Around 7 pm on Wednesday 15 November 2017 at the Sydney Football Stadium when the referee blew his whistle for the start of the Australia versus Honduras game of soccer. A lot was at stake in this game as the winner would be off to Russia next year for the finals. 

At the same time another game also began: This was a game of well-being where everyone was in the same team  –  it was called Together for Humanity. At stake in this game was the coping and growth of our children.

Together with a group of around 230 people were several of Sydney’s religious and community leaders, including Sheiks, Rabbis and Priests. The venue was the Grand Ballroom in the Bankstown Himalaya Function Centre. The theme of the night was “Youth, Hope, Solidarity”, a very fitting title for an evening of positive inspiration.


Ray Williams, NSW Minister for Multiculturalism & Disability Services

It is out of concern about the importance of engaging youth that Together for Humanity works in Australian schools to foster intercultural understanding. This organisation is comprised predominantly of Christians, Muslims and Jews, but also includes others.

Their mixed teams deliver programs to students, some of which may be the first time in their lives they have met a Muslim or a Jew, especially together.

Jana Wendt, former TV journalist and Together for Humanity board member believes that the “attitudes we adopt at school age can last a lifetime. Hatred and intolerance, or acceptance and respect, are seeded early.  Prejudice and hatred dividing people who differ on matters of faith or cultural origin are a threat to a harmonious Australia”.

The proceedings at the event began with  an encouraging Welcome to Country delivered by Darug elder Uncle Lex Dadd.

Then a young Australian Paralympian Adam Kellerman took to the stage. He shared with us the debilitating impact of bone cancer he first noticed when playing soccer and how it could have affected his entire life.

But not to be sidelined by his injury, he proceeded to get involved in wheelchair sports and was eventually ranked in the top ten of his new chosen field. “Disabilities are just mind-sets” he said. “We always have the ability to choose and my choice just happens to be positive.”

Foreign Correspondent, author and MC for the night Hugh Riminton then introduced NSW Minister for Multiculturalism and Disability Services, Ray Williams, whose speech included NSW Premier Gladys Berejiklian’s personal understanding of the many challenges of migration having been a migrant herself.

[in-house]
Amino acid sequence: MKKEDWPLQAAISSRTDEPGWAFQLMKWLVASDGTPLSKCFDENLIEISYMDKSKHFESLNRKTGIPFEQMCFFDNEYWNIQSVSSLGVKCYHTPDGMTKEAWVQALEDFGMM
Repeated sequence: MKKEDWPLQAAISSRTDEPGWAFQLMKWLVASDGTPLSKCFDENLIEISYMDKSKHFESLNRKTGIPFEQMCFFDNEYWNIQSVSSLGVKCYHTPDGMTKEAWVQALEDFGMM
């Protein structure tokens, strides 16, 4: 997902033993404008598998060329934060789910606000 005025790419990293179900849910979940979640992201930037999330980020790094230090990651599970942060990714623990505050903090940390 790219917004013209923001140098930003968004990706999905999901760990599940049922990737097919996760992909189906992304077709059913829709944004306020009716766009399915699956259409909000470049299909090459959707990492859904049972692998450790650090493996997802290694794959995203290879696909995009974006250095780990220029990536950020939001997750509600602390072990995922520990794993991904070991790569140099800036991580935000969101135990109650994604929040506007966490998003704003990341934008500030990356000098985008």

Zalman Kastel making the final speech for the night

Not to be outdone by serious speeches, the guests were then entertained by a band comprising of students from Punchbowl Boys High School and Santa Sabina College. Just like the soccer match with the Socceroos, they also got the crowd rocking!

Then came the turn of Bassam Maaliki, a 14 year old Homebush Boys High School student who in 2016 was accepted into the NSW Junior Parliament.

He spoke passionately about his inspiring social change project to help foster a culture of welcoming and inclusiveness in the community around Australia. Bassam also spoke at length about his passion to help asylum seekers. “I am the voice of asylum seekers, refugees and youth of multicultural backgrounds, most of whom are still struggling to be heard” he said.

He then added “Their voices are loud and clear but not reaching the right people.” A lesson for us all indeed .

School band entertaining everyone

Rabbi Zalman Kastel closed the night by outlining the three main priorities of Together for Humanity.

He said they are educating teachers about how they teach young people in dealing with difference and supporting them with resources, perfecting and documenting the Together for Humanity model in NSW and expanding it to other states, and finally raising more funds to further the organisation’s scope.

“Let us seize the moment tonight to build trust and break down barriers between communities and ensure that the resources, be they financial or educational, are in place to support the coming together of people with different beliefs and cultures,”  Rabbi Kastel appealed.

Together for Humanity relies on private funding to continue the education it undertakes in schools across Australia. To donate please follow the following link:

Everyone gave a huge round of applause for a very successful night.

And by the way, Australia won the soccer as well.